Promoting education through electronic textbooks, e-books Readers, Smartbooks  and Tablet computers

 Amazon Kindle, Sony, Kobo, or nook are examples of dedicated devices while the iPad and Samsung Galaxy are good examples of multifunctional devices

Amazon Kindle, Sony, Kobo, or nook are examples of dedicated devices while the iPad and Samsung Galaxy are good examples of multifunctional devices

Over the past two years or so, electronic textbooks and tablet computers without a physical keyboard have been a trendy and prominent topic in the technological world. Sometimes called smartbooks, e-book Readers,  orebooks, they are compact devices that are defined as a middle point between netbooks and smartphones.

They offer more capabilities than smartphones but are smaller than netbooks, making it easy to carry them anywhere. These innovations challenge the traditional textbook supply chain which is dependent on the school bookshop as the key book intermediary.

Today, we have moved past notebooks to what Steve Jobs of blessed memory calls the post PC era. Steve used the term to describe a trend in the consumer electronics industry, where the use of a personal computer (PC) as the primary form of technology is declining in favor of such devices along with a greater shift towards the use of cloud-based mobile and cross-platform Web application as an alternative to applications that can only be used on a PC.

With the surge in popularity for post-PC devices, we’ve since a shift from the use of PCs to tablets and other related devices that come under the general rubric of e-Book readers.
The devices may either be dedicated or have multifunctional purpose.

Dedicated devices are made to perform a single or related tasks while multifunctional devices are made to perform multiple applications. Amazon Kindle, Sony, Kobo, or nook are examples of dedicated devices while the iPad and Samsung Galaxy are good examples of multifunctional devices. The choice between a dedicated and multifunctional depends on the individual user and what features and applications one cherishes.

Each has its pluses and minuses, and sold at varying prices, has various connectivity options, touchscreen or arrow navigation, screen clarity, different device quality and external interfaces. For example, some will allow you to borrow ebooks from a local library (assuming the book is available at the library) while others have no such functionality.
For example, Apple’s ipad is a digital media tool and a full notebook.

Using the touch screen one  can use the Internet for research applications, listen to music, movies and games.  There are plenty of great apps for quick news and weather reports, many of which  can be customized to one’s taste. A standard iPod connector allows you to attach an external keyboard, route video to your HD TV or projector, and upload photos from external sources.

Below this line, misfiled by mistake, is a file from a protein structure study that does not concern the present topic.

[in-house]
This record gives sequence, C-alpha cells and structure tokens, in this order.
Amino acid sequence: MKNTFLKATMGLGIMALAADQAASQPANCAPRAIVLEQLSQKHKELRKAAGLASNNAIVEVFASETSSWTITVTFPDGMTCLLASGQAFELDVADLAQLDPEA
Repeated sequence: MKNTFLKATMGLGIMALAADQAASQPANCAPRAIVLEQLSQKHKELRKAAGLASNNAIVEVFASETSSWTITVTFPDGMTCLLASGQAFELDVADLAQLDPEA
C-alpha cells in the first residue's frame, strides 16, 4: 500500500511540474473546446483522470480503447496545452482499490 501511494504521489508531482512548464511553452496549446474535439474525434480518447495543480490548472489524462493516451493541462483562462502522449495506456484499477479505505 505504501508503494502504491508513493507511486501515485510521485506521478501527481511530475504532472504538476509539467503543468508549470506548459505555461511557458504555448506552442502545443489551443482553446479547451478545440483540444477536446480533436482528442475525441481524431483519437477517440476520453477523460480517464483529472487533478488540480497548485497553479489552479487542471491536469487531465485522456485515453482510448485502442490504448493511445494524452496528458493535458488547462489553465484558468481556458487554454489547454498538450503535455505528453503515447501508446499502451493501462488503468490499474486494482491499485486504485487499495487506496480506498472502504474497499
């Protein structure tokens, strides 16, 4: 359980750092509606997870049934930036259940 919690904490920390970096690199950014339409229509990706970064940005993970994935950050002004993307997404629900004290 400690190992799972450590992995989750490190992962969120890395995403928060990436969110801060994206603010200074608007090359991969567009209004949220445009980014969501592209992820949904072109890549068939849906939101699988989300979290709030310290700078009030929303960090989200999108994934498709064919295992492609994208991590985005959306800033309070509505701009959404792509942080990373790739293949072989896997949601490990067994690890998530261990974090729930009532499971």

Also, one can access all of the books on Amazon, just like a Kindle, but the display is much bigger. Information can be viewed in portrait or landscape.
And, Kobo released its first Bk Report in December 2014, which is intended to measure the value of the current worldwide market for ebooks.

It estimates the current market at over $14.5 billion, with an expectation of continuing growth in the industry to $22 billion by 2017. Michael Tamblyn, Kobo’s president and chief content officer, notes, “The advances that we’re seeing year-over-year are incredible, with more publishers, users and new technology changing the face of the industry at an unprecedented pace.”

In the classroom of today, students are using these devices to take notes and other purposes.

E-book readers offer several advantages over traditional textbooks. They are cheaper, lightweight, accessible and available around the clock, book stay in perfect condition and can be purchased remotely.

Additionally, e-books and tablet computers come in multimedia formats, with embedded audio and sometimes video features, and can be updated quickly. Furthermore, e-books minimizes demand on institutional facility. There is no need to put up a conventional building to house physical books.

And, no need to acquire book counters and other resources to shelf books.
e-books and tablets have the capacity to store a lot of information since digital information need very limited storage space, compared to physical books.

Also, there is no travel time involved in gaining access to the digital resources since they are available anytime. One needs access to the Internet and a payment medium such as a debit or credit card
Inspite of the numerous advantages, e-books have some limitations.

One needs an internet connection to be able to purchase online books to the devices. This may present challenges in emerging societies where internet connection has not been the best. Also, one needs to constantly update the e-reader device.

Cost is another consideration. For example, Amazon Kindle 2 (and recently the Kindle Fire) and Barnes and Noble Nook sell for around US$250.
On the balance sheet however, when one thinks of the physical space and maintenance that is required for a growing physical library, the growing personnel expense, and the growing budget for physical materials, it is more cost effective and less expensive, to invest in electronic textbooks and e-readers.

Even though e-readers is not expected to replace paper technology completely one can say with a fair degree of certainty that the library of the future will be electronic and, devices such as the theAmazon Kindle, the Sony Reader, the Apple’s ipad, the Barnes and Noble Nook, Kobo’s Kobo, and the. Samsung Galaxy tab will revolutionalise the way we interact with books.

Dr. Osei K. Darkwa

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